On the Trail of a Streetscape Mystery
Sometimes historical research looks more like detective work, and naming the artist of an unsigned work of art is the historian’s version of a whodunit. When the mystery of an unsigned streetscape in the school’s collection came across my desk, it took a patchwork quilt-like group of sources to crack the case.
The painting, first published in the Connecticut Historical Society Bulletin in 1959, was attributed to 19th-century artist Osbert Loomis by school historian Lloyd “Lou” Fowles. Lou left no trace of how he arrived at connecting one of The Loomis School’s Founders with the painting. This wasn’t exactly a cold case, but it wasn’t a closed case either. Time to reopen the files.
During my investigation (which lasted for more than a decade), the streetscape was a scene I returned to many times. I recently settled in for an hour of observation — with a magnifying glass in hand — and new clues emerged. The riderless horse appears at the midpoint of the street’s length, possibly the artist’s way of focusing our attention on this figure. Windows on the brick house’s first floor are shuttered closed. Another clue? The yellow house, painted in soft colors, is represented by crude brush strokes so unlike the almost photographic-like precision used to depict the other buildings. And the small male figure wearing a long coat and top hat lurking near the store? I’d seen him before.
A visiting curator saw this and another painting in the school’s collection and remarked on the connection between the visual qualities of the yellow house and the depiction — in the other painting — of the view through a window placed behind an African American woman sitting at a spinning wheel. Same colors, same striking contrast with the rest of the painting. A long-forgotten early daguerreotype in the Archives revealed an image of a woman wearing virtually the same clothing and facial expression as the figure in the portrait. Could all three be connected?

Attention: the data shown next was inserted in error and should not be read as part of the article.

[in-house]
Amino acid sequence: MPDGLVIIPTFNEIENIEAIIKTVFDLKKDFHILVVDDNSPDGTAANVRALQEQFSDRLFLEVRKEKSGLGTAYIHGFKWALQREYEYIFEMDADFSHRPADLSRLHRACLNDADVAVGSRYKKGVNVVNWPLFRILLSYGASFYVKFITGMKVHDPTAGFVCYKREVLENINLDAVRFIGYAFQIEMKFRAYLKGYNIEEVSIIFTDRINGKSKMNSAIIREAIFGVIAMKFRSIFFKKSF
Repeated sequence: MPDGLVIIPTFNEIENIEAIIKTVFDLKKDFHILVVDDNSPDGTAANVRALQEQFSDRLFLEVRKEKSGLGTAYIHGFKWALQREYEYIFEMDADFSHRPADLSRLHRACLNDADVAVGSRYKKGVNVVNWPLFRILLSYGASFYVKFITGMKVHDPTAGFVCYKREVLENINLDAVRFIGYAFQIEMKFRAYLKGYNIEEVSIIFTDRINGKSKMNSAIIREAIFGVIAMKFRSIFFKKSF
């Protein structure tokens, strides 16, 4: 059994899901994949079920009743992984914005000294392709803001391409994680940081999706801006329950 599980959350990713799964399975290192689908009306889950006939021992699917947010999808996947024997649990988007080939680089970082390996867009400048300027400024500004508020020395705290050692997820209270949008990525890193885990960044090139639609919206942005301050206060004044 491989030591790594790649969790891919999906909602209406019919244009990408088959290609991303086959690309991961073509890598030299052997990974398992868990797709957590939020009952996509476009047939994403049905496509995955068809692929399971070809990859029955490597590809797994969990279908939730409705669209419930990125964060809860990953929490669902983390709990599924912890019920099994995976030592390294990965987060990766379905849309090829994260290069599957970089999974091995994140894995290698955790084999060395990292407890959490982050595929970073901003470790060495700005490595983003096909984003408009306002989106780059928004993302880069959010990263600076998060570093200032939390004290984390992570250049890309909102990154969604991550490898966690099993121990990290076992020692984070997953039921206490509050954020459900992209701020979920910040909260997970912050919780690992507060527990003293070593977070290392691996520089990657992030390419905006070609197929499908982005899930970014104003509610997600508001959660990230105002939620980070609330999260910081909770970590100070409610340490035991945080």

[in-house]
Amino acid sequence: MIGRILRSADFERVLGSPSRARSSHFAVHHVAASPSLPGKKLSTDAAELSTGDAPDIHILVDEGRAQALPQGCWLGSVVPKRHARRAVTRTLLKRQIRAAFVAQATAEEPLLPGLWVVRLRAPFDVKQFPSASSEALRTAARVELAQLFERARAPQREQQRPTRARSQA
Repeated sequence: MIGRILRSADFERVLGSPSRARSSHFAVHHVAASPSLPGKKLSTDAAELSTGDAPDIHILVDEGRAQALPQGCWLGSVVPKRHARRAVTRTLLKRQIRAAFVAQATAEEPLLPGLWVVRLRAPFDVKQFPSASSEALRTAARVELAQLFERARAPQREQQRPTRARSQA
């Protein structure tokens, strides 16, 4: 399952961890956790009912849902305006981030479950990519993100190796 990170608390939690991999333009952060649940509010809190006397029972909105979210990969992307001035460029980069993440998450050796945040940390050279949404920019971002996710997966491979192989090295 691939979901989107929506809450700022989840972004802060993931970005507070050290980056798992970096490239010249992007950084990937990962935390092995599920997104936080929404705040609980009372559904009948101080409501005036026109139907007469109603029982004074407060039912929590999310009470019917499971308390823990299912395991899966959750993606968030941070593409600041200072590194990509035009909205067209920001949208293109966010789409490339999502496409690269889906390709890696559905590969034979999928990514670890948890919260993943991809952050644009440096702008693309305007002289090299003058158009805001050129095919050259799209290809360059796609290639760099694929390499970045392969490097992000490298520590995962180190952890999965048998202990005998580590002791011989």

The yellow house, according a 1906 newspaper article, was Col. James and Abigail Loomis’ home, which they shared with their children, the Founders, from 1805 to 1823. The brick house still stands on Windsor’s Broad Street. The Loomis family moved here in 1823, and both parents spent the remainder of their years there.
An online search yielded more clues: early 19th-century newspaper ads for Col. Loomis’ store in Windsor; Osbert Loomis’ 1881 submission to his Yale class of 1835 anniversary book telling of his painting career in Havana, Cuba, and of his being called back to America in 1862 in part because of his father’s death; the 1860 Havana business directory listing O.B. Loomis as a photographer, possibly one of the city’s daguerreotypists.
A letter kept in the school’s Archives, written by Osbert in 1862 to his brother, describes that summer, which Osbert spent in Windsor looking after his nephew, Jimmy. And the man with the coat and hat? He was in the Archives too, sketched in ink alongside a drawing of the obelisk monument that marks the Loomis family plot in Windsor’s Palisado Cemetery. The work of Osbert, I suspected.
The clincher came in the form of a small sepia-toned print of Grace Church and its neighboring parish house on Broad Street, not far from the Loomis’ brick house. It shares a remarkably similar composition with the streetscape. And aHartford Courant article reported that the artist gave the original painting (from which the print was made) to Grace Church’s the Rev. Tuttle in December 1865. The artist: none other than Osbert Loomis.
The evidence put Osbert at the scene — Broad Street in Windsor — with paintbrush in hand around the same time he returned from Cuba and shortly after his father’s death. The riderless horse, a symbol of a fallen soldier, and the shuttered windows, consistent with 19th century mourning rituals, take on new meanings with Osbert positively identified as the artist.
The streetscape may narrate the family’s material successes, and it may memorialize the life of Col. Loomis. It is a family story that Lou Fowles had a hunch about. He was right, and now the trail of evidence is in hand.